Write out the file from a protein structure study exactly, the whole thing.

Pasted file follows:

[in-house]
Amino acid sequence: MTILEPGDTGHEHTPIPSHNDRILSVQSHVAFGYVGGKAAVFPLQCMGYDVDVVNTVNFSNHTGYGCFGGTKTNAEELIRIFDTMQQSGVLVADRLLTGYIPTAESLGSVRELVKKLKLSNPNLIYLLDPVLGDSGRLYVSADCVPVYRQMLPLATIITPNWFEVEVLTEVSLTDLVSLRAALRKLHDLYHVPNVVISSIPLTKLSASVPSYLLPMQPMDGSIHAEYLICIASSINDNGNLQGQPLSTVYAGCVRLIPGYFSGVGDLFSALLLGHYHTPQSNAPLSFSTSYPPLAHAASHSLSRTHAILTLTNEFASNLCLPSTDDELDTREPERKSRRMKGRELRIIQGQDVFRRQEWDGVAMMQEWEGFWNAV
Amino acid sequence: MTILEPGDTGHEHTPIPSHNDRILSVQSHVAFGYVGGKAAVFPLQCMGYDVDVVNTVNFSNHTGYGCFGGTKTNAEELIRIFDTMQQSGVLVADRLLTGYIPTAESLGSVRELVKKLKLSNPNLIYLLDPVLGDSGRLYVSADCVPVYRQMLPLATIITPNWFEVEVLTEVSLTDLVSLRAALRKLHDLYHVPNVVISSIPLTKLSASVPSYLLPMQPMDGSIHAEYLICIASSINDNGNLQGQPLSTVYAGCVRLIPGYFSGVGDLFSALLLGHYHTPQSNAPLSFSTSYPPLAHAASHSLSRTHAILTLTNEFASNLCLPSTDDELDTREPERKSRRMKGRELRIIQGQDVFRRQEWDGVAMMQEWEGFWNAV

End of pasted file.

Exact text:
[in-house]
Amino acid sequence: MTILEPGDTGHEHTPIPSHNDRILSVQSHVAFGYVGGKAAVFPLQCMGYDVDVVNTVNFSNHTGYGCFGGTKTNAEELIRIFDTMQQSGVLVADRLLTGYIPTAESLGSVRELVKKLKLSNPNLIYLLDPVLGDSGRLYVSADCVPVYRQMLPLATIITPNWFEVEVLTEVSLTDLVSLRAALRKLHDLYHVPNVVISSIPLTKLSASVPSYLLPMQPMDGSIHAEYLICIASSINDNGNLQGQPLSTVYAGCVRLIPGYFSGVGDLFSALLLGHYHTPQSNAPLSFSTSYPPLAHAASHSLSRTHAILTLTNEFASNLCLPSTDDELDTREPERKSRRMKGRELRIIQGQDVFRRQEWDGVAMMQEWEGFWNAV
Amino acid sequence: MTILEPGDTGHEHTPIPSHNDRILSVQSHVAFGYVGGKAAVFPLQCMGYDVDVVNTVNFSNHTGYGCFGGTKTNAEELIRIFDTMQQSGVLVADRLLTGYIPTAESLGSVRELVKKLKLSNPNLIYLLDPVLGDSGRLYVSADCVPVYRQMLPLATIITPNWFEVEVLTEVSLTDLVSLRAALRKLHDLYHVPNVVISSIPLTKLSASVPSYLLPMQPMDGSIHAEYLICIASSINDNGNLQGQPLSTVYAGCVRLIPGYFSGVGDLFSALLLGHYHTPQSNAPLSFSTSYPPLAHAASHSLSRTHAILTLTNEFASNLCLPSTDDELDTREPERKSRRMKGRELRIIQGQDVFRRQEWDGVAMMQEWEGFWNAV